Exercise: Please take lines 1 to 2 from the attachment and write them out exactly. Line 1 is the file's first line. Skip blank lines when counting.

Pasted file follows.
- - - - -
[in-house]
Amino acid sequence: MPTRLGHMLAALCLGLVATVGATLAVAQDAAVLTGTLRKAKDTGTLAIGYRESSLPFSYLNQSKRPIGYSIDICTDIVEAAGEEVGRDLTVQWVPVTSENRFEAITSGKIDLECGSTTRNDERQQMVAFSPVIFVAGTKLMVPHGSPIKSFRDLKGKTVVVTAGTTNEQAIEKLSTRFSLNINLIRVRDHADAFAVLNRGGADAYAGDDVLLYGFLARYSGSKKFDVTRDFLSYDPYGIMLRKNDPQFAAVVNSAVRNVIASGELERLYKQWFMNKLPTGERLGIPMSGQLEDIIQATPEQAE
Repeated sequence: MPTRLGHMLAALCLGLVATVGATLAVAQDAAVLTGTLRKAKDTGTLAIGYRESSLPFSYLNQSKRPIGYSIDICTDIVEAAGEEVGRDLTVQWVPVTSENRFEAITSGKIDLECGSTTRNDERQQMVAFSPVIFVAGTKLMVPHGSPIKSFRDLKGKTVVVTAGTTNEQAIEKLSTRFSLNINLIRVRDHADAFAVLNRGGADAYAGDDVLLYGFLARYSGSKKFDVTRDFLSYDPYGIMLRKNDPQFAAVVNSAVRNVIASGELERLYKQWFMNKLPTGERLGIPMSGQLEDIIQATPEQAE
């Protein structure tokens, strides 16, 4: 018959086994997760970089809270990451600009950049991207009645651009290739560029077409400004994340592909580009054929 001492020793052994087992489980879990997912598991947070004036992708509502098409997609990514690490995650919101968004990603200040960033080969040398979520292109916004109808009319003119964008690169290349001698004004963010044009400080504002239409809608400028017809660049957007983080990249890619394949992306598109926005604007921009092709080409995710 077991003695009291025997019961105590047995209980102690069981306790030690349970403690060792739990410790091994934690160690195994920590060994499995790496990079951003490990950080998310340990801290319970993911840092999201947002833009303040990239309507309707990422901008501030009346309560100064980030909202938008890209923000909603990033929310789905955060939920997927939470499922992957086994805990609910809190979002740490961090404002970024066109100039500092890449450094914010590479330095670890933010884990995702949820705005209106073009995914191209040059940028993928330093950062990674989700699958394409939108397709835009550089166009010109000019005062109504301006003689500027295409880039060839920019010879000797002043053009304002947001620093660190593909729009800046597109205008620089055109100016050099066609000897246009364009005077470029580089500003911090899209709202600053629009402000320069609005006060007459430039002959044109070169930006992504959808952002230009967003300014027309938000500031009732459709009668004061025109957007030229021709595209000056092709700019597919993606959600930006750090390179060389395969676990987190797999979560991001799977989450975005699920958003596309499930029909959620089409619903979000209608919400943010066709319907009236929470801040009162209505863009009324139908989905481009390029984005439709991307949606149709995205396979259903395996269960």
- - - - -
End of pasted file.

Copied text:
[in-house]
Amino acid sequence: MPTRLGHMLAALCLGLVATVGATLAVAQDAAVLTGTLRKAKDTGTLAIGYRESSLPFSYLNQSKRPIGYSIDICTDIVEAAGEEVGRDLTVQWVPVTSENRFEAITSGKIDLECGSTTRNDERQQMVAFSPVIFVAGTKLMVPHGSPIKSFRDLKGKTVVVTAGTTNEQAIEKLSTRFSLNINLIRVRDHADAFAVLNRGGADAYAGDDVLLYGFLARYSGSKKFDVTRDFLSYDPYGIMLRKNDPQFAAVVNSAVRNVIASGELERLYKQWFMNKLPTGERLGIPMSGQLEDIIQATPEQAE